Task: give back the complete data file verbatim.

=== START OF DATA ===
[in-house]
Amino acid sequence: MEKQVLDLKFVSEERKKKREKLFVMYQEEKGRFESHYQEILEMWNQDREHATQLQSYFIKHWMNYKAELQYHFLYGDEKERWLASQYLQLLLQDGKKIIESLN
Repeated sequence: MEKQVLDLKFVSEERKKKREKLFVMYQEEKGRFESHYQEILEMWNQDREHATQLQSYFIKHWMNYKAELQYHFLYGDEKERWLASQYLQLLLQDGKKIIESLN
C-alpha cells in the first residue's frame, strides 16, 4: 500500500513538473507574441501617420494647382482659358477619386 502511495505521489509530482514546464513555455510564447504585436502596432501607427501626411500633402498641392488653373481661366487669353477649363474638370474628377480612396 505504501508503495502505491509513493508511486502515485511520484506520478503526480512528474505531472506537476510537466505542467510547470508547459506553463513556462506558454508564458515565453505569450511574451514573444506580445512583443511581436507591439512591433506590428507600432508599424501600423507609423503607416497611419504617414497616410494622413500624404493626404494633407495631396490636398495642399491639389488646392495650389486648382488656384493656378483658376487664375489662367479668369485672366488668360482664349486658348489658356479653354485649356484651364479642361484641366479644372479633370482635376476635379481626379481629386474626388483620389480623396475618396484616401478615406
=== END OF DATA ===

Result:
[in-house]
Amino acid sequence: MEKQVLDLKFVSEERKKKREKLFVMYQEEKGRFESHYQEILEMWNQDREHATQLQSYFIKHWMNYKAELQYHFLYGDEKERWLASQYLQLLLQDGKKIIESLN
Repeated sequence: MEKQVLDLKFVSEERKKKREKLFVMYQEEKGRFESHYQEILEMWNQDREHATQLQSYFIKHWMNYKAELQYHFLYGDEKERWLASQYLQLLLQDGKKIIESLN
C-alpha cells in the first residue's frame, strides 16, 4: 500500500513538473507574441501617420494647382482659358477619386 502511495505521489509530482514546464513555455510564447504585436502596432501607427501626411500633402498641392488653373481661366487669353477649363474638370474628377480612396 505504501508503495502505491509513493508511486502515485511520484506520478503526480512528474505531472506537476510537466505542467510547470508547459506553463513556462506558454508564458515565453505569450511574451514573444506580445512583443511581436507591439512591433506590428507600432508599424501600423507609423503607416497611419504617414497616410494622413500624404493626404494633407495631396490636398495642399491639389488646392495650389486648382488656384493656378483658376487664375489662367479668369485672366488668360482664349486658348489658356479653354485649356484651364479642361484641366479644372479633370482635376476635379481626379481629386474626388483620389480623396475618396484616401478615406